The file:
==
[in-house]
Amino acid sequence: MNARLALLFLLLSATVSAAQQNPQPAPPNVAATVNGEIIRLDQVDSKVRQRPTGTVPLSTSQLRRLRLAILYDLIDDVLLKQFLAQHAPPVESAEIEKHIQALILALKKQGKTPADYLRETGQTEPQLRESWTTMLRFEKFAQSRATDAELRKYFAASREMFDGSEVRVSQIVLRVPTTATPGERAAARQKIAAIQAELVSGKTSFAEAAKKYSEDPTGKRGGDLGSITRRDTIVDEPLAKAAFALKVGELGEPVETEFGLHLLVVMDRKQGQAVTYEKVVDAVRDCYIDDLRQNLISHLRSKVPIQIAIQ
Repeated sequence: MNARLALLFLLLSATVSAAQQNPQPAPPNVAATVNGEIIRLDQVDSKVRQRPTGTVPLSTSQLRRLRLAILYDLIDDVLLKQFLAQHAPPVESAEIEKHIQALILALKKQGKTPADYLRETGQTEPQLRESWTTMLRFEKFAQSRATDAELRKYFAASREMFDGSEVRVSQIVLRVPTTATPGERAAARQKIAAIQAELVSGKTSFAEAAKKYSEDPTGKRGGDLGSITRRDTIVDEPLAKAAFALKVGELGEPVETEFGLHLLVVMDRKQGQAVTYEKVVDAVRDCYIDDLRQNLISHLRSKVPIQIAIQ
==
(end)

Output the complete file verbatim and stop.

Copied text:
[in-house]
Amino acid sequence: MNARLALLFLLLSATVSAAQQNPQPAPPNVAATVNGEIIRLDQVDSKVRQRPTGTVPLSTSQLRRLRLAILYDLIDDVLLKQFLAQHAPPVESAEIEKHIQALILALKKQGKTPADYLRETGQTEPQLRESWTTMLRFEKFAQSRATDAELRKYFAASREMFDGSEVRVSQIVLRVPTTATPGERAAARQKIAAIQAELVSGKTSFAEAAKKYSEDPTGKRGGDLGSITRRDTIVDEPLAKAAFALKVGELGEPVETEFGLHLLVVMDRKQGQAVTYEKVVDAVRDCYIDDLRQNLISHLRSKVPIQIAIQ
Repeated sequence: MNARLALLFLLLSATVSAAQQNPQPAPPNVAATVNGEIIRLDQVDSKVRQRPTGTVPLSTSQLRRLRLAILYDLIDDVLLKQFLAQHAPPVESAEIEKHIQALILALKKQGKTPADYLRETGQTEPQLRESWTTMLRFEKFAQSRATDAELRKYFAASREMFDGSEVRVSQIVLRVPTTATPGERAAARQKIAAIQAELVSGKTSFAEAAKKYSEDPTGKRGGDLGSITRRDTIVDEPLAKAAFALKVGELGEPVETEFGLHLLVVMDRKQGQAVTYEKVVDAVRDCYIDDLRQNLISHLRSKVPIQIAIQ